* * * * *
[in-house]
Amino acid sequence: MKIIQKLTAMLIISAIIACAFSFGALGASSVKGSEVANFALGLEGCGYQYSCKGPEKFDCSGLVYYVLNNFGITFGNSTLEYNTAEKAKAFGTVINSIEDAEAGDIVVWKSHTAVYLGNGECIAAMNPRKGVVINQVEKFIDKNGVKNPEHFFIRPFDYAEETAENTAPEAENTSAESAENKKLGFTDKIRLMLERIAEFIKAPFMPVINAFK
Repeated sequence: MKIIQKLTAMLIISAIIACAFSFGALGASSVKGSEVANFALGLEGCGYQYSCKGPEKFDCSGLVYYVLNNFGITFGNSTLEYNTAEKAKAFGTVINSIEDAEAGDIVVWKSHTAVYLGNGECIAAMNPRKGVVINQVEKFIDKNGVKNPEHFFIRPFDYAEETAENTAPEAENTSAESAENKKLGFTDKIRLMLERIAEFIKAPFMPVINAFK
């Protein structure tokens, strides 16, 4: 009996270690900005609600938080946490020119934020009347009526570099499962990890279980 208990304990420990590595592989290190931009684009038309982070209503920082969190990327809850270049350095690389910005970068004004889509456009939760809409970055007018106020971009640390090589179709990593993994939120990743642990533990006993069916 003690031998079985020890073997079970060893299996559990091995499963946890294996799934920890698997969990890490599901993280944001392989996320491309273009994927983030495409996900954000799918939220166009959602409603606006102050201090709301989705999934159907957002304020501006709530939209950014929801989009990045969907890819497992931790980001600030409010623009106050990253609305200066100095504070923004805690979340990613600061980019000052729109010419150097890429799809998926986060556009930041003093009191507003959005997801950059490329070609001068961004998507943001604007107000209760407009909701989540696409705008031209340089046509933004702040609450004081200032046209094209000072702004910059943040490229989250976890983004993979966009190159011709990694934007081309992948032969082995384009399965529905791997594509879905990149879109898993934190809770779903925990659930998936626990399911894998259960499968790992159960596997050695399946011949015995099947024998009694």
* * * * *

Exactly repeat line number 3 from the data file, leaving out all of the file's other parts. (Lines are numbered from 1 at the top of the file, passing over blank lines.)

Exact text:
Repeated sequence: MKIIQKLTAMLIISAIIACAFSFGALGASSVKGSEVANFALGLEGCGYQYSCKGPEKFDCSGLVYYVLNNFGITFGNSTLEYNTAEKAKAFGTVINSIEDAEAGDIVVWKSHTAVYLGNGECIAAMNPRKGVVINQVEKFIDKNGVKNPEHFFIRPFDYAEETAENTAPEAENTSAESAENKKLGFTDKIRLMLERIAEFIKAPFMPVINAFK